I, a capitalist by instinct, became a socialist by conviction.
Worse than that, there was a strike at the factory, and I, the manager, supported the strikers!
I didn't belong to a union, naturally, and so I was dismissed. It was ridiculous!
So here I am.
I've become a man in my home at the price of becoming a bore outside.
Banking! What is banking but usury?
And where has our American been?
Today the usurers are the gods of the earth,
and the only mortal sin is to be poor.
There are so many poor people it is terrible!
Banking! What does he know about banking?
I thought you were ill, sir? You are better now?
Yes, thanks.
You've been ill?
I...felt tired.
It is the ventilation.
I myself have felt a nausea and a headache since we got on this ship.
We should complain!
Mrs. Matthews is right. The ventilation isn't good.
I think we should go outside.
I know you must be ill, you are polite!
I'll go with you.
It was not at all stuffy in the saloon.
Now you shall tell me what is really the matter.
Chri, I am sorry, but I have seen people who are afraid before.
They do not look at all like people who are tired
or people who feel faint in a stuffy room.
They have a special look about them.
Their faces look very small and gray around the mouth.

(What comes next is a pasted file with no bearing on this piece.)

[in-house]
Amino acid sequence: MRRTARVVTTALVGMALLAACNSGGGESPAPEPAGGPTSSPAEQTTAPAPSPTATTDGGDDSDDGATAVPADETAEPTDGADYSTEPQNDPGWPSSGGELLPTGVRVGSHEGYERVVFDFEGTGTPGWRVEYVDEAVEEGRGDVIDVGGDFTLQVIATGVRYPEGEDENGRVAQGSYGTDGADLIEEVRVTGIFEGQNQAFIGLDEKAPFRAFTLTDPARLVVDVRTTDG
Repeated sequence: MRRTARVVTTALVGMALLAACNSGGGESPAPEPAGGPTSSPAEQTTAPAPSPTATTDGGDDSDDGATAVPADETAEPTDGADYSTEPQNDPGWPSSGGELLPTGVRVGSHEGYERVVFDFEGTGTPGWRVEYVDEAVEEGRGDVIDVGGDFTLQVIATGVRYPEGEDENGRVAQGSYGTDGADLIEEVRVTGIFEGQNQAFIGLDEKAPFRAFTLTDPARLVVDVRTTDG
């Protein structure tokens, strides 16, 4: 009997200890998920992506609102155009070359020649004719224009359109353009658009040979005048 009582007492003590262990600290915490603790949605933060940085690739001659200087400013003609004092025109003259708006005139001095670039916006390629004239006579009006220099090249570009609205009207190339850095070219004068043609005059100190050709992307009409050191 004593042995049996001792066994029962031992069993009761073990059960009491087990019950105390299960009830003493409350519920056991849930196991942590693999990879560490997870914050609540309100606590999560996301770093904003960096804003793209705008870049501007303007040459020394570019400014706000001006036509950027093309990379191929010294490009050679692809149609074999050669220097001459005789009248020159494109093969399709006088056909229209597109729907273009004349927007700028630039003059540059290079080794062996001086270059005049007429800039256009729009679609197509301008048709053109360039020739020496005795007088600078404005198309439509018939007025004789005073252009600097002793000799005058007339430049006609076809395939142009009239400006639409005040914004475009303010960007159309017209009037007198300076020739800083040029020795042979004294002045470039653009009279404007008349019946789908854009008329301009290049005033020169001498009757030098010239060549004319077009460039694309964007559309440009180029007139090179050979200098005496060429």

And they can't keep their hands still.
I'm glad we can walk like this together.
Good evening, Mr. Graham.
Taking your constitutional, I see?
Remember I told you I came on this ship to avoid somebody who was trying to shoot me?
Yes, I remember. It was a bad joke.
A very bad joke. Only it's true.
You're lying to me!
I'm afraid not.
What have you done that someone should wish to kill you?
Some business competitors don't want me to get back to America.
You are lying!
Yes I am lying, but not very much.
There are some people who don't want me to get back to the States.
Who are they?
I only know one. His name is Mueller or Miller or something...
He lives in Sofia, he's a Nazi agent.
- The salaud!
But he cannot touch you now!
I'm afraid he can.
That fat man aboard is working for him.
The Greek?
He's not a Greek. His real name is Banat.
He's been hired to kill me.
- How do you know?
- I've seen his picture.
- This is not very nice.
- No, it's not.
He knows you suspect him, he was watching you.
Kuvetli was watching you also. You look so curious, you see.
You mean I look frightened?
Frightened to death!
I was frightened, I'll admit it.